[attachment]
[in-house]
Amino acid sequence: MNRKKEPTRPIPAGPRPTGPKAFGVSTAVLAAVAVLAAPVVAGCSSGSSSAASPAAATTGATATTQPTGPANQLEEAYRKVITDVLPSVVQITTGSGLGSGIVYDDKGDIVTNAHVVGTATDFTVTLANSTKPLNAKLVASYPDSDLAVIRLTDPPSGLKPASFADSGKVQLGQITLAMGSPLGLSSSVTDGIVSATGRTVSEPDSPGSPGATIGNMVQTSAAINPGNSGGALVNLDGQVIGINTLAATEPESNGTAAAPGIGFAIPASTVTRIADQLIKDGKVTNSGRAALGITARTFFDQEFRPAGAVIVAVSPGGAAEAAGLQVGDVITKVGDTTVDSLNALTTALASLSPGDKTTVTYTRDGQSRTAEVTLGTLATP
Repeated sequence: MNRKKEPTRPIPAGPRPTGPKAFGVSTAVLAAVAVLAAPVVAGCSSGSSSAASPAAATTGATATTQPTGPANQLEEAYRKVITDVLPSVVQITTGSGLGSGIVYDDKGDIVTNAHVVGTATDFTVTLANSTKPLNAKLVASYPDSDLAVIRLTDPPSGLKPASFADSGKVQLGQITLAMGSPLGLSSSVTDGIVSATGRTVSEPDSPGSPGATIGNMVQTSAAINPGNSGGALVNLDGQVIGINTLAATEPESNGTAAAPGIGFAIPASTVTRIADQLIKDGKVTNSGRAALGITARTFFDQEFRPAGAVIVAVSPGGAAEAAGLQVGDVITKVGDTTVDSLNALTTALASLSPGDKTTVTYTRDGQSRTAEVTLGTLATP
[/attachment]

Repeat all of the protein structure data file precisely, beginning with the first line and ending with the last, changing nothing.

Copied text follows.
[in-house]
Amino acid sequence: MNRKKEPTRPIPAGPRPTGPKAFGVSTAVLAAVAVLAAPVVAGCSSGSSSAASPAAATTGATATTQPTGPANQLEEAYRKVITDVLPSVVQITTGSGLGSGIVYDDKGDIVTNAHVVGTATDFTVTLANSTKPLNAKLVASYPDSDLAVIRLTDPPSGLKPASFADSGKVQLGQITLAMGSPLGLSSSVTDGIVSATGRTVSEPDSPGSPGATIGNMVQTSAAINPGNSGGALVNLDGQVIGINTLAATEPESNGTAAAPGIGFAIPASTVTRIADQLIKDGKVTNSGRAALGITARTFFDQEFRPAGAVIVAVSPGGAAEAAGLQVGDVITKVGDTTVDSLNALTTALASLSPGDKTTVTYTRDGQSRTAEVTLGTLATP
Repeated sequence: MNRKKEPTRPIPAGPRPTGPKAFGVSTAVLAAVAVLAAPVVAGCSSGSSSAASPAAATTGATATTQPTGPANQLEEAYRKVITDVLPSVVQITTGSGLGSGIVYDDKGDIVTNAHVVGTATDFTVTLANSTKPLNAKLVASYPDSDLAVIRLTDPPSGLKPASFADSGKVQLGQITLAMGSPLGLSSSVTDGIVSATGRTVSEPDSPGSPGATIGNMVQTSAAINPGNSGGALVNLDGQVIGINTLAATEPESNGTAAAPGIGFAIPASTVTRIADQLIKDGKVTNSGRAALGITARTFFDQEFRPAGAVIVAVSPGGAAEAAGLQVGDVITKVGDTTVDSLNALTTALASLSPGDKTTVTYTRDGQSRTAEVTLGTLATP